Prigozhin has also been linked to the Wagner Group, a private military contractor believed to be training at a base in southern Russia and operating in Syria. The caterer and restaurant-owner Prigozhin made a fortune in 2010s sourcing food orders for St. Petersburg and Moscow schools as well as for the Russian Army.
Prigozhin has been nicknamed "Putin’s chef" because in the 1990s and early 2000s Putin often dined at Prigozhin’s eateries. But whatever the conditions were put forward for Prigozhin to pocketing all those army contracts it was not just the quality of his cookery that counted.
He had to provide some important services to the state. Funding and running private military companies or a "troll factory" mentioned in the indictment just might have been such services.
One consistent development throughout the Putin years has been a slow but sure change in how the Kremlin viewed private property. Owning property was getting more and more contingent on the owner’s utility to the state. Each fortune’s story was different, which is why each arrangement was different.
Some of the older oligarchs (most of them rather young), including Roman Abramovich and Mikhail Prokhorov, would act as patrons of entire regions or industries and manufacturing facilities in distress. Keeping old Soviet factories afloat prevented creative destruction from kicking in but it surely kept a measure of social peace.
The workers had jobs and did not travel to Moscow to protest as they did throughout the 1990s. For those who became richer during the Putin years the arrangement should have been clear from the start. They would be given fat government contracts but expected to made their resources available to whatever causes that are on the Kremlin’s mind right now.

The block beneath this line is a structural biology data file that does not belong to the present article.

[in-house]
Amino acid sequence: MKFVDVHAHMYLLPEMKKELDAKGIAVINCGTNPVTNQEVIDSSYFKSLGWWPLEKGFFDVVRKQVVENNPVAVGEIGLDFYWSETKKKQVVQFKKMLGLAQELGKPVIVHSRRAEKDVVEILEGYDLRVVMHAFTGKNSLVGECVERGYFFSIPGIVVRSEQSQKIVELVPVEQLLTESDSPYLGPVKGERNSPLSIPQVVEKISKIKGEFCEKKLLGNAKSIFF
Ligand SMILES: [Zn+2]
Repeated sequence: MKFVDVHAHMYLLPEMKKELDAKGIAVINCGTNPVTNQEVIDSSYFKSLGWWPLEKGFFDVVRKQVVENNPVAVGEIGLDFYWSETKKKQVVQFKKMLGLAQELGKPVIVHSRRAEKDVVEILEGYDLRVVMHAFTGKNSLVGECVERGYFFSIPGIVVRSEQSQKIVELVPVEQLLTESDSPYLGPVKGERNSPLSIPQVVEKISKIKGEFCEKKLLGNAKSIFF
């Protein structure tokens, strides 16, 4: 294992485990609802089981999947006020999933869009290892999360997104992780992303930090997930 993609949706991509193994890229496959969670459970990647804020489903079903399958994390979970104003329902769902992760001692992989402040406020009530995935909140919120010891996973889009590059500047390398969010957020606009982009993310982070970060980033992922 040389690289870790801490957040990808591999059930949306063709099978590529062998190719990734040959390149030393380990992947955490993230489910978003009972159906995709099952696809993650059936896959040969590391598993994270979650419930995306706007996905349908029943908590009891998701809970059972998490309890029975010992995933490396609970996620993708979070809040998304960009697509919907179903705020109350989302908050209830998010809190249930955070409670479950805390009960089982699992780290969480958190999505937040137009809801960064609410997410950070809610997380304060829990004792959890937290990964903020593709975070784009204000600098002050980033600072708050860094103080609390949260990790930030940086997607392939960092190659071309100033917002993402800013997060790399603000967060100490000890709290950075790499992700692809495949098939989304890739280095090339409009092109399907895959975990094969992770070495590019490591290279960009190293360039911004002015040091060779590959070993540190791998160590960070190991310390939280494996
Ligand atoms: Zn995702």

Arkady Rotenberg, dubbed by the Forbes Russia magazine "the king of state orders," was almost an inevitable choice to lead a costly and demanding project of building a bridge linking the illegally occupied Crimea to the Russian mainland.
Rotenberg, who was Putin’s childhood sparring partner in judo and kept a close friendship for years, benefited from buying up companies that serviced Gazprom. Now it was Rotenberg’s turn to lend a hand. He became a target of international sanctions but still managed to build a bridge.
A major trade-off must be underlying Putin’s thinking about exclusive and trusted private contractors doing his bidding. Exclusive deals may corrupt his friends but the urgency of those delicate tasks apparently still beats those inevitable losses in Putin’s mind.
The state is a big machine with its long-planned budgets, cumbersome bureaucracy and—even in Russia—some inbuilt transparency and accountability standards. This is why Putin has built around himself an alternative "state" whose building blocks are non-state actors owing their wealth and allegiance to the president personally.
Maxim Trudolyubov is a senior fellow with the Kennan Institute, where this article was originally published. The views and opinions expressed in opinion pieces do not necessarily reflect the position of The Moscow Times.